Written by Sian Cain
1Q84 is Murakami’s homage to George Orwell’s dystopian novel 1984. Do not read this book expecting an exact retelling of 1984. Though 1Q84 is set in the year 1984, it is strictly an interpretation of Orwell’s tale and shares only a few common themes- the fragility of human freedom, an oppressive totalitarian presence and a star-crossed love story. Otherwise, 1Q84 is Murakami’s story and arguably, his magnum opus. If you are going to read one Murakami book, it should be this one.
1Q84 manages to be both a romance and a surreal ‘thriller’ for want of a better word- Murakami is fantastic at making the most innocuous scenes incredibly tense. 1Q84 shifts between the stories of a man, Tengo, and a woman, Aomame, whose lives were once intertwined as children.
Tengo is a semi-successful novelist who becomes involved in a scheme to ghostwrite another author’s short story for a competition. The original author is a beautiful and mysterious 17-year-old girl with limited literary skills and the editor wants her to become his next literary sensation. The repercussions of this agreement become more dangerous than realized.
Meanwhile, Aomame is in a taxi, caught in a traffic jam on the way to an important meeting. The taxi driver presents her with an ultimatum; stay in the taxi and miss the appointment, or get out of the taxi and get there on time, but her life will be changed forever. Aomame, disquieted, but in a rush, gets out and walks.
Aomame is the most interesting and unique characters I have read in a long time. What her job is and what happens when she gets to her ‘meeting’ is the most exhilarating plot line in the book.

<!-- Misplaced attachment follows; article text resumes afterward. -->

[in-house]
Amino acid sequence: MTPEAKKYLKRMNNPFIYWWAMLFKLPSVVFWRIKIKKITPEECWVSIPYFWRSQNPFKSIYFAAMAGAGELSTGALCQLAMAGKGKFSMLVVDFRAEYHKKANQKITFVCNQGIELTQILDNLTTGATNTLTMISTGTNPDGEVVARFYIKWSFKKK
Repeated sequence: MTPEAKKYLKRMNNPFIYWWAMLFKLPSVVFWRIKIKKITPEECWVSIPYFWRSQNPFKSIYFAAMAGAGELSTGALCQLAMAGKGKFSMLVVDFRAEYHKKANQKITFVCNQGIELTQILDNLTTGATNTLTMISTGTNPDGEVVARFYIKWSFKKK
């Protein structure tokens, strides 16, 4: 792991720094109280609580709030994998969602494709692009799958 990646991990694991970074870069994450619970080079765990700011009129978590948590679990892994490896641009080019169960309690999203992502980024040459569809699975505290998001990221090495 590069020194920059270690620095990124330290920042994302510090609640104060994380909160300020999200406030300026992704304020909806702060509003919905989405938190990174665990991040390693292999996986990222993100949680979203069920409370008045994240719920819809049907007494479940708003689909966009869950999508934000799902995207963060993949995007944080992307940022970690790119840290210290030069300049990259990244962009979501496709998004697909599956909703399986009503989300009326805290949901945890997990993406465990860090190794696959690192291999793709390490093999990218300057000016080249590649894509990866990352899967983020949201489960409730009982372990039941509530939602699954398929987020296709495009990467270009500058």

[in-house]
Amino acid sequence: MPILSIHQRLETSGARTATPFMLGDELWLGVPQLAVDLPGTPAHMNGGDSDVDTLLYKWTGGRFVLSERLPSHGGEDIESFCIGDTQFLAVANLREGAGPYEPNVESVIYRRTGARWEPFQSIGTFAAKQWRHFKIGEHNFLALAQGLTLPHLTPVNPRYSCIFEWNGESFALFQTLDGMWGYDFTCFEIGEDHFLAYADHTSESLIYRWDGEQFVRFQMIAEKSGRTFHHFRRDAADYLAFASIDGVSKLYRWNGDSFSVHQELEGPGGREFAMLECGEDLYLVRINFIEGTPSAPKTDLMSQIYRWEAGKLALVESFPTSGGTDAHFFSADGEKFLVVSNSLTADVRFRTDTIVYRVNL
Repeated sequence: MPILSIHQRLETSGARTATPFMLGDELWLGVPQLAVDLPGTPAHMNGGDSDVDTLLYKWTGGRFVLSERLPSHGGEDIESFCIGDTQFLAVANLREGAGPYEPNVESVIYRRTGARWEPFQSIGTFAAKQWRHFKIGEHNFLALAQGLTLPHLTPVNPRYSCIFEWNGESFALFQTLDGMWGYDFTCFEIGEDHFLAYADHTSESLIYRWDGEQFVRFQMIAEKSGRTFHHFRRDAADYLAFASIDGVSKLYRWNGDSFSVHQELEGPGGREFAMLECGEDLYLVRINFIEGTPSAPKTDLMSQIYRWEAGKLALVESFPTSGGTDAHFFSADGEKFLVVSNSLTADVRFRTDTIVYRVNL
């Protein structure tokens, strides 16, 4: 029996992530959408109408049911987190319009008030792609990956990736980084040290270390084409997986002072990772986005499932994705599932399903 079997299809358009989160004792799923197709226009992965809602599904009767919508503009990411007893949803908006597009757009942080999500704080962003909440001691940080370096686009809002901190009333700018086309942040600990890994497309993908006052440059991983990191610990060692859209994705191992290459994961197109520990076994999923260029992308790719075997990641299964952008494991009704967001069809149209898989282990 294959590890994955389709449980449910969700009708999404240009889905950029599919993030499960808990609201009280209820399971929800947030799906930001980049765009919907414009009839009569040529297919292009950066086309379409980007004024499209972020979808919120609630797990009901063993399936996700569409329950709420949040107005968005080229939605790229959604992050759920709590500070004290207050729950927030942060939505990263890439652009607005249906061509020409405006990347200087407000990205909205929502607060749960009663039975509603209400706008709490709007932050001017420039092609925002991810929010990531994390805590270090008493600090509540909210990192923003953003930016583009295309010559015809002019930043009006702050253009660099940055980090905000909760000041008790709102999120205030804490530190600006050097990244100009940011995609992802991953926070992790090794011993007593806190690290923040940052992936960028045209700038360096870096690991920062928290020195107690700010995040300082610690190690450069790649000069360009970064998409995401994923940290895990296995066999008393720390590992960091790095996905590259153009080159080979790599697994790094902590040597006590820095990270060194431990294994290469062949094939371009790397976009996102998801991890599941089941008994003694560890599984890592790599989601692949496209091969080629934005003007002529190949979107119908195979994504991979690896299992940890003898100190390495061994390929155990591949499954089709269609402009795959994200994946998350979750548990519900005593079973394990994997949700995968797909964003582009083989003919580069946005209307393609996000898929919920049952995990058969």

Murakami’s distinctive blend of surrealism and realism often dominates his novels to the point that you lose contact with the plot and just go along with the ride. I am an unashamed huge Murakami fan. It is the unique combination of the fantastical and reality that makes his books so addictive. In Kafka On The Shore there were talking cats and fish raining from the sky, in A Wild Sheep Chase a man searches for a sheep that technically shouldn’t exist on Earth, and in The Wind Up Bird Chronicle, it is possible to enter different worlds by falling into a meditative-like state in the bottom of wells. The main antagonist in the 1Q84 trilogy is the Little People (Big Brother in Orwell’s 1984). What these people do and are is one of the biggest and most enticing secrets in the book so I shall not elaborate. Needless to say, things get weird.
1Q84 has been a long time in the making for Haruki Murakami fans, both inside and outside of his native Japan. In three volumes and just under 1000 pages long, 1Q84 is Murakami’s biggest undertaking and the first book to have official sequels. Because of this, 1Q84 is more plot-driven than Murakami’s previous works. Generally, I struggle to describe the plotlines of Murakami books to readers who have yet to pick up one of his books (anyone who has read Murakami will be nodding wisely at this point).
Some readers find the lack of answers and clear conclusions in Murakami novels irritating. Others find this open-endedness intriguing and the freedom of interpretation appealing. 1Q84 is no different. You will not leave this book with all answers answered and all boxes ticked. Personally, I find the level of interpretation irresistible, because it leaves room for his characters to move after you close the book and leaves you with an odd sense of possibility and foreboding.
1Q84 is ultimately a fantastical and bizarre exploration of humanity, filled with intrigue, family ties, violence and a unique romance between characters that barely interact. You will never read a book like this again.
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